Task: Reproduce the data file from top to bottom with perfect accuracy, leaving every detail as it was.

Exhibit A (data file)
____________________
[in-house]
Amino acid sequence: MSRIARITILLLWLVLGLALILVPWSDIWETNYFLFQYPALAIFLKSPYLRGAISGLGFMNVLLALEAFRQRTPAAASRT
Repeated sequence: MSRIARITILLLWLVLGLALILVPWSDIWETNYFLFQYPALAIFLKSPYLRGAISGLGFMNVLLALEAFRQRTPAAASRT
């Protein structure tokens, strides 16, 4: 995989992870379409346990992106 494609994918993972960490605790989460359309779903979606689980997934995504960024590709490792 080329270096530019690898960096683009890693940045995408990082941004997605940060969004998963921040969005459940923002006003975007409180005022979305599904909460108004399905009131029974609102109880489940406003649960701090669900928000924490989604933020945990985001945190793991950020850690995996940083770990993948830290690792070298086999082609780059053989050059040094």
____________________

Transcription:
[in-house]
Amino acid sequence: MSRIARITILLLWLVLGLALILVPWSDIWETNYFLFQYPALAIFLKSPYLRGAISGLGFMNVLLALEAFRQRTPAAASRT
Repeated sequence: MSRIARITILLLWLVLGLALILVPWSDIWETNYFLFQYPALAIFLKSPYLRGAISGLGFMNVLLALEAFRQRTPAAASRT
């Protein structure tokens, strides 16, 4: 995989992870379409346990992106 494609994918993972960490605790989460359309779903979606689980997934995504960024590709490792 080329270096530019690898960096683009890693940045995408990082941004997605940060969004998963921040969005459940923002006003975007409180005022979305599904909460108004399905009131029974609102109880489940406003649960701090669900928000924490989604933020945990985001945190793991950020850690995996940083770990993948830290690792070298086999082609780059053989050059040094």